Notifying blood donors of infection: results of a donor satisfaction survey

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Abstract

Background/Objectives:

When NHS Blood and Transplant (NHSBT) confirms a blood donation to have markers of infection, the donor is contacted by letter to arrange a discussion about the test results and onward care. A survey was carried out to assess the level of satisfaction with this process.

Materials/Methods:

A questionnaire was sent to 335 donors who had been notified by NHSBT in 2008 and 2009 that they had tested positive for hepatitis B virus (HBV), hepatitis C virus (HCV), human immunodeficiency virus (HIV) or human T-cell lymphotropic virus (HTLV). Ratings were made using Likert scales, where the respondent indicated the level of agreement or satisfaction with statements about the initial notification letter and the subsequent post-test discussion (PTD) with the NHSBT clinician.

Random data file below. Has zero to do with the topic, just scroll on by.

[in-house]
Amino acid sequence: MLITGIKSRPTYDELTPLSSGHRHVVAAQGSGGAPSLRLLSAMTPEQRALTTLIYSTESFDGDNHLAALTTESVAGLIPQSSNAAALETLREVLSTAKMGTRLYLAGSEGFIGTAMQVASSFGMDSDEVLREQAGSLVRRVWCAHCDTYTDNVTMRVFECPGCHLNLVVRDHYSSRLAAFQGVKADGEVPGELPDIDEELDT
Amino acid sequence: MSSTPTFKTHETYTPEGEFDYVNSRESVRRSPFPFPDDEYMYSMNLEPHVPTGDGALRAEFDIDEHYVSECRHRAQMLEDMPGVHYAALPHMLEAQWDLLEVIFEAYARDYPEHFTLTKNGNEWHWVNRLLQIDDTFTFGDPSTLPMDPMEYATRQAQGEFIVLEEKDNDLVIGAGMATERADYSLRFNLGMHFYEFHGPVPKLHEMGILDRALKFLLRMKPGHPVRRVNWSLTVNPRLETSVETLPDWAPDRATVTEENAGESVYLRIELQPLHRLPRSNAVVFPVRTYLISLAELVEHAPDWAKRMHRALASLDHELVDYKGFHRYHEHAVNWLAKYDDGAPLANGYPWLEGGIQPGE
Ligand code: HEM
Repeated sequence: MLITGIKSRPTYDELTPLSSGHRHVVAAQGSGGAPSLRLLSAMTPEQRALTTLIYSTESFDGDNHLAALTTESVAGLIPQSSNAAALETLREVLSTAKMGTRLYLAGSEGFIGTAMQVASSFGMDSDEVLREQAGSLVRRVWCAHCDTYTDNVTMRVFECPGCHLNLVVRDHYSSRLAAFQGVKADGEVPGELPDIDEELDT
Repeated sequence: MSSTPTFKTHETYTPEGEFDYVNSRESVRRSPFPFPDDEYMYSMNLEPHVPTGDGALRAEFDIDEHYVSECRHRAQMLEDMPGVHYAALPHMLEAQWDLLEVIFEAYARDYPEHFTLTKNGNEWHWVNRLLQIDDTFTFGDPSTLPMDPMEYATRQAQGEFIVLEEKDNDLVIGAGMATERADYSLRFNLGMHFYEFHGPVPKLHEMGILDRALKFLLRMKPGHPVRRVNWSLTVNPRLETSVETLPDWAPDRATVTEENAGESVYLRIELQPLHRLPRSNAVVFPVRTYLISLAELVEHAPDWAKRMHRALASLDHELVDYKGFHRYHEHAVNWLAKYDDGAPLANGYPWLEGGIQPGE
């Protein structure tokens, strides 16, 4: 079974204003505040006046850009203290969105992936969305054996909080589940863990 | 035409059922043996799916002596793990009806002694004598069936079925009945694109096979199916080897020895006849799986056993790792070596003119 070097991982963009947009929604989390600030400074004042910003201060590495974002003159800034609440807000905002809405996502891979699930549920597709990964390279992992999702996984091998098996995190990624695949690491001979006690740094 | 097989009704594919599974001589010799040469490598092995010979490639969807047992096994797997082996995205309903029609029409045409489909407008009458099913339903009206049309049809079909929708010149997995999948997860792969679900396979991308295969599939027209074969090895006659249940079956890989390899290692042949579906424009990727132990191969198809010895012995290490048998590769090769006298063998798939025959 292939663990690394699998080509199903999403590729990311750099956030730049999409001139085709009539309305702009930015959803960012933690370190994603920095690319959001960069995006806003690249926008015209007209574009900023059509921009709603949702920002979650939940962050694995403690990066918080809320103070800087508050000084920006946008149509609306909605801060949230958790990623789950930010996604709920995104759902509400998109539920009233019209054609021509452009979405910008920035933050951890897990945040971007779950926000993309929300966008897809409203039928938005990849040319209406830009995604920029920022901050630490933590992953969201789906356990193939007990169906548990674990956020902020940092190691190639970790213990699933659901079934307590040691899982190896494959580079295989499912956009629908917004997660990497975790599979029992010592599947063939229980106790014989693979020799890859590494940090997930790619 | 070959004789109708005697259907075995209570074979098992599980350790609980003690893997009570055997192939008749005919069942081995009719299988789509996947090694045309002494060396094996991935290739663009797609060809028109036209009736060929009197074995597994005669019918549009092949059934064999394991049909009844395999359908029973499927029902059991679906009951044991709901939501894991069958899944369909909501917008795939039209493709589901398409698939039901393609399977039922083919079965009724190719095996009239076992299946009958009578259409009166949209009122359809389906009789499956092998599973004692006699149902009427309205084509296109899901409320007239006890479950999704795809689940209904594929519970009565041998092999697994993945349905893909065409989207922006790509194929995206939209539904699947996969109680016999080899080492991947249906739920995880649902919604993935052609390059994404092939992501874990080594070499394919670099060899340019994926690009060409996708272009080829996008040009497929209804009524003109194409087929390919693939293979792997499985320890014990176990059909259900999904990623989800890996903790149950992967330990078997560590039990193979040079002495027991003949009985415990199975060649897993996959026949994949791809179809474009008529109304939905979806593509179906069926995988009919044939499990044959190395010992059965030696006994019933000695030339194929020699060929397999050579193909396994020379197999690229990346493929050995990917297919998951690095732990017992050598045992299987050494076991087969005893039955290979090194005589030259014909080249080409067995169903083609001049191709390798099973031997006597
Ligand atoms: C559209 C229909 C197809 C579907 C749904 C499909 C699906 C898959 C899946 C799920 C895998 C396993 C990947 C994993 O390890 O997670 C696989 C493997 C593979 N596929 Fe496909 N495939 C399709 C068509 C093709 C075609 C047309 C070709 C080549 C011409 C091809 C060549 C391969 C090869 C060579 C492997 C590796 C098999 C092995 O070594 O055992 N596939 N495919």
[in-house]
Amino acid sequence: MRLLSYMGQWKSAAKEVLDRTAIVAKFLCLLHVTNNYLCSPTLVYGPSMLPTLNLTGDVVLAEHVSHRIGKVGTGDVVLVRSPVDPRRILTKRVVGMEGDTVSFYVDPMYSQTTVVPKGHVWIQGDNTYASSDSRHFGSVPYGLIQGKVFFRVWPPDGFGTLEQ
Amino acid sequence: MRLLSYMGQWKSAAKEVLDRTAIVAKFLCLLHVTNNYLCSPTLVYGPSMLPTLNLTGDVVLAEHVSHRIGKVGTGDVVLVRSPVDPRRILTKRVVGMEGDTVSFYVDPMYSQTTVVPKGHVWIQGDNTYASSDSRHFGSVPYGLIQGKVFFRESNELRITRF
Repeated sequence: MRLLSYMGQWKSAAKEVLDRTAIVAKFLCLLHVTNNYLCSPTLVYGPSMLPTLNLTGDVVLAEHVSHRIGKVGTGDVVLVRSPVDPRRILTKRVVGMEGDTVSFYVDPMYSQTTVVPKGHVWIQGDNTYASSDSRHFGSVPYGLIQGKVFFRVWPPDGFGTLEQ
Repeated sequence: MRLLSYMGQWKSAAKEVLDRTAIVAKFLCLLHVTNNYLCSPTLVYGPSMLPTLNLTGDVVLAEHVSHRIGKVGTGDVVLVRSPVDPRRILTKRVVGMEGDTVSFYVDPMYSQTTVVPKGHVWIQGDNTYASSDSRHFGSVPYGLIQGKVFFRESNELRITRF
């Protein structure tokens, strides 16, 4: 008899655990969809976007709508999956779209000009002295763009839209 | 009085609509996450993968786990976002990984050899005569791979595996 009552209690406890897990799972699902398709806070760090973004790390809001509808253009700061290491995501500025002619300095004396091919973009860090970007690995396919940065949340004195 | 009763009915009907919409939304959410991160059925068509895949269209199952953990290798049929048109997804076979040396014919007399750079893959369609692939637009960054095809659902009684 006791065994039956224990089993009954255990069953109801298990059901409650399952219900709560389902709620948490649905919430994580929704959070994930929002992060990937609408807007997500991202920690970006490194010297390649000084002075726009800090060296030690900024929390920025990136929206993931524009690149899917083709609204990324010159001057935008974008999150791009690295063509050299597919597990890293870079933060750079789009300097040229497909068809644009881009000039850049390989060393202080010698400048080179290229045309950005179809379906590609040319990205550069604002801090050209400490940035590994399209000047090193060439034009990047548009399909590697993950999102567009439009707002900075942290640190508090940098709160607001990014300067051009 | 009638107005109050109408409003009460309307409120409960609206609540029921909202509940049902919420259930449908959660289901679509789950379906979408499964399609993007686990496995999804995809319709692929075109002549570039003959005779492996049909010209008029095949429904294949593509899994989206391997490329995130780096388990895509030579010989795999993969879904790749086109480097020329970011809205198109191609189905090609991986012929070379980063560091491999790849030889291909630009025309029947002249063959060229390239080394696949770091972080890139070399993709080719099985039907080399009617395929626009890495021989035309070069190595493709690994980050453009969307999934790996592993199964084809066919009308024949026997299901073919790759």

Results:

There was an overall 47·5% (159/335) response rate. Fifty-eight percent (91/157) agreed that they were satisfied with the letter, but 30% (46/152) disagreed that it was easy to stay calm (average score 3·2). Scores for the letter were significantly lower in HIV and HTLV than in hepatitis for several questions. Scores for the discussion were in general higher than the initial letter, with 90% (114/127) satisfied overall, although 2 of 19 HIV positive donors remained dissatisfied.

Conclusion:

Overall, most donors were satisfied with the notification process, although scores were slightly lower for HTLV and HIV. Further audit is planned; in particular to remeasure the satisfaction with, and understanding of, the notification letter for HTLV positive donors and the telephone PTD.

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